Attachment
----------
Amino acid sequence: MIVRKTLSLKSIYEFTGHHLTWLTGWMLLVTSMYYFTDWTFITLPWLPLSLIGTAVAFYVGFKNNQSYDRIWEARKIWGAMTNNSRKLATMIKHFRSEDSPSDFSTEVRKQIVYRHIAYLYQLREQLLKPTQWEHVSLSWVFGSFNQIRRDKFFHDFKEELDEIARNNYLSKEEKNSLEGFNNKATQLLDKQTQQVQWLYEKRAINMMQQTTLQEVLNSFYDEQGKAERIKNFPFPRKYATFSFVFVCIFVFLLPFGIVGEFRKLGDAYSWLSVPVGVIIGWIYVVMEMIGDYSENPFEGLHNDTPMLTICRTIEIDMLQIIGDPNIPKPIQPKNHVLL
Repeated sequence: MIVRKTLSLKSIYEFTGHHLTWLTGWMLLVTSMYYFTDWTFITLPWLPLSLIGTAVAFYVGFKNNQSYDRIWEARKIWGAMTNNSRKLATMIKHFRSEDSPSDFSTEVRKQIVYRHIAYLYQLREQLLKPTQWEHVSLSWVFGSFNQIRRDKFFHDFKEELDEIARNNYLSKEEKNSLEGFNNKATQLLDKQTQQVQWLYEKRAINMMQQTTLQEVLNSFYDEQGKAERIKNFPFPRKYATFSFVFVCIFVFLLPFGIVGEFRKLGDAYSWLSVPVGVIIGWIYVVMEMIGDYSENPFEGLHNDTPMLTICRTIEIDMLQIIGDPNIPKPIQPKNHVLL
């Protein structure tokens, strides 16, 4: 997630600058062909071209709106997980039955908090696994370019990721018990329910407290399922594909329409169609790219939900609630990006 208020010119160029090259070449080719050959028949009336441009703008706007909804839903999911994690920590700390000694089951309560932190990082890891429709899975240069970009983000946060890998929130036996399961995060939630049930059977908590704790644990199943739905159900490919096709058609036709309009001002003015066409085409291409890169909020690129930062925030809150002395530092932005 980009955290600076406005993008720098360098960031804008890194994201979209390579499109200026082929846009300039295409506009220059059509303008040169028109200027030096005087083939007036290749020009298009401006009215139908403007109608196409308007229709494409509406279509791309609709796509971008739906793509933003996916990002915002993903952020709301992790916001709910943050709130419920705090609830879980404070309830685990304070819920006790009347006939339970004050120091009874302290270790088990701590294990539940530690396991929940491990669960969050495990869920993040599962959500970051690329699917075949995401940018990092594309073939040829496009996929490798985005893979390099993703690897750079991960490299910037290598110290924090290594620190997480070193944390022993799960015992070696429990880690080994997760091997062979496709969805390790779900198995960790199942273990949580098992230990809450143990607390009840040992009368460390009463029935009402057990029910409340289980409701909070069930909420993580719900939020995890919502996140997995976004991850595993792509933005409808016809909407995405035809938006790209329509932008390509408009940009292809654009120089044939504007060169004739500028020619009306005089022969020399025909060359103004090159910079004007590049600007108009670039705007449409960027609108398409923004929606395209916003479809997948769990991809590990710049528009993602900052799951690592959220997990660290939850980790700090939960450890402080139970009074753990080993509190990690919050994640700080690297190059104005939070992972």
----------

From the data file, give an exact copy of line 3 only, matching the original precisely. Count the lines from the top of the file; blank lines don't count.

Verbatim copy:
């Protein structure tokens, strides 16, 4: 997630600058062909071209709106997980039955908090696994370019990721018990329910407290399922594909329409169609790219939900609630990006 208020010119160029090259070449080719050959028949009336441009703008706007909804839903999911994690920590700390000694089951309560932190990082890891429709899975240069970009983000946060890998929130036996399961995060939630049930059977908590704790644990199943739905159900490919096709058609036709309009001002003015066409085409291409890169909020690129930062925030809150002395530092932005 980009955290600076406005993008720098360098960031804008890194994201979209390579499109200026082929846009300039295409506009220059059509303008040169028109200027030096005087083939007036290749020009298009401006009215139908403007109608196409308007229709494409509406279509791309609709796509971008739906793509933003996916990002915002993903952020709301992790916001709910943050709130419920705090609830879980404070309830685990304070819920006790009347006939339970004050120091009874302290270790088990701590294990539940530690396991929940491990669960969050495990869920993040599962959500970051690329699917075949995401940018990092594309073939040829496009996929490798985005893979390099993703690897750079991960490299910037290598110290924090290594620190997480070193944390022993799960015992070696429990880690080994997760091997062979496709969805390790779900198995960790199942273990949580098992230990809450143990607390009840040992009368460390009463029935009402057990029910409340289980409701909070069930909420993580719900939020995890919502996140997995976004991850595993792509933005409808016809909407995405035809938006790209329509932008390509408009940009292809654009120089044939504007060169004739500028020619009306005089022969020399025909060359103004090159910079004007590049600007108009670039705007449409960027609108398409923004929606395209916003479809997948769990991809590990710049528009993602900052799951690592959220997990660290939850980790700090939960450890402080139970009074753990080993509190990690919050994640700080690297190059104005939070992972």